This week, the eyes of the health community will be on Washington, DC, as the United States hosts the International AIDS Conference for the first time in 22 years. While the conference convenes every two years, it has not been on US soil since 1990, due to a travel ban on HIV-positive individuals into the country, instituted in the late 1980s. Congress overturned the 21-year old ban in 2008 with new legislation, which President Obama then signed into law in 2009. Almost immediately, planning for the next AIDS Conference in Washington began. The meeting this week expects to draw close to 25,000 attendees from around the world, and not just from the AIDS community – Bill Gates, President Clinton, and Nancy Pelosi are among keynote speakers, while pre-conference events, such as one hosted by the American Foundation for AIDS Research (AmFAR) will feature actors Sean Penn and Sharon Stone.
Despite the disease wreaking havoc for over 30 years now, it was not until early this century that the global fight against HIV/AIDS really began – meaning a coordinated effort by developed nations to help those in crisis – mostly in Africa and Asia. In 2010, an estimated 34-million people were HIV positive. There is little doubt that Sub-Saharan Africa has borne the brunt of this disease. Of those living with HIV/AIDS, more than 60 percent are in this region and it accounts for 75 percent of AIDS deaths.1
The 2002 establishment of the Global Fund to Fight AIDS, TB, and Malaria was the first step and resulted in a new type of development giving. It was a public-private partnership and financing institution where donors (governments, foundations, etc.) could feed resources into an organization that then was charged with working with governments and civil society to spend money in an accountable and coordinated way. While it has not been without controversy, during the past 10 years it has been a huge force in the battle against these diseases.
From the beginning, the US was the Global Fund’s largest donor. Then, in 2003, the global health community was taken completely by surprise with the creation of the President’s Emergency Program for AIDS Relief, also known as PEPFAR. First announced in President Bush’s State of the Union address that year, the program promised $15 billion over five years to address the AIDS crisis. Since then, it has spent much more. In just a few years, spending on the prevention, care, and treatment of HIV/AIDS went from millions to billions of dollars. PEPFAR changed the health landscape with an inflow of resources and a commitment to work with countries to develop specific plans to prevent and treat HIV/AIDS in their nations. The Office of Global AIDS Coordination (OGAC) is housed in the State Department, and led by a Global AIDS Coordinator (currently Ambassador Eric Goosby).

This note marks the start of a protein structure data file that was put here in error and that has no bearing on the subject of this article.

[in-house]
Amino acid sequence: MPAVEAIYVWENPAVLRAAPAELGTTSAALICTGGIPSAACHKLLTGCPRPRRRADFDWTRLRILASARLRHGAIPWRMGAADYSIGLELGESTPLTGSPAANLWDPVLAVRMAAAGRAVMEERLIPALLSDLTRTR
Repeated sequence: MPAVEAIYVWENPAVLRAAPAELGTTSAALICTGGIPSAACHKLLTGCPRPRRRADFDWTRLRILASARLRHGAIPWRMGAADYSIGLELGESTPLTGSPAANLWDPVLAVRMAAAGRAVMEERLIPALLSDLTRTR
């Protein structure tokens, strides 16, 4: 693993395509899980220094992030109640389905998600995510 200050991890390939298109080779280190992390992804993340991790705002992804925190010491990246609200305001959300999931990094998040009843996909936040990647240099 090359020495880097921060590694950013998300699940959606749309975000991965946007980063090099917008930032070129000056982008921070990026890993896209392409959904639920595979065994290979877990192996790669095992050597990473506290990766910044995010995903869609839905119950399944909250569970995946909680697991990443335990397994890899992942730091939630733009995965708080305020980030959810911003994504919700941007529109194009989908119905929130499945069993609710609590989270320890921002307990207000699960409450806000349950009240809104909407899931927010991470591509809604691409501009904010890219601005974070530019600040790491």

The Global Fund and PEPFAR have been game changers – and at this year’s conference, there is certainly a lot to celebrate, as denoted by the meeting theme “Turning the Tide Together.” In the past decade, deaths have been decreasing and new infections are down. Providing treatment to pregnant mothers means fewer babies are being born into an HIV-infected life. According to the WHO, 8-million people living with HIV in 2011 were receiving antiretroviral therapy in low- and middle-income countries. PEPFAR money has not only been utilized to provide life-saving drugs or safe-sex education, but also helped build (or rebuild) entire health systems – from labs that can accurately diagnose HIV (and other diseases) to trained epidemiologists that can spot outbreaks.
While the last decade has led to great strides in the fight, there is still much to do. Despite the encouraging statistic of 8-million people receiving treatment, according to WHO, there are still millions of others waiting for access. Many of these are vulnerable populations without institutional frameworks and programs to support them, and notable among those with limited access are persons with disabilities. According to a UNAIDS report, the “relationship between HIV and disability has not received due attention, although persons with disabilities are found among all key populations at higher risk of exposure to HIV.”2 At this year’s conference, for the first time, there will be a session on how to integrate the disability and HIV rights movements to support each other. Also being launched this week by a disability rights organization, One Billion Strong, is a report entitled: HIV/AIDS, Disability and Discrimination: A Thematic Guide on Inclusive Law, Policy, and Programming, whose aim is to support efforts to make HIV response inclusive and accessible to persons with disabilities. Stimson is proud to be hosting a reception on the release of this guide and to move the discussion forward on how HIV response can be improved. This past December on World AIDS Day, President Obama spoke hopefully about a future AIDS-free generation. While we can all hope for this day, it will certainly continue to take a lot of resources and support, especially for those most vulnerable to the disease. Finding the resources to continue the progress in saving lives and advancing knowledge is the greatest challenge of all.
1 World Health Organization, Regional Office for Africa. “Overview: Acquired Immune Deficiency Syndrome.”
2 UNAIDS, World Health Organization and Office of the High Commissioner for Human Rights, Policy Brief: Disability and HIV, April 2009.
Photo Credit: The AIDS Names Project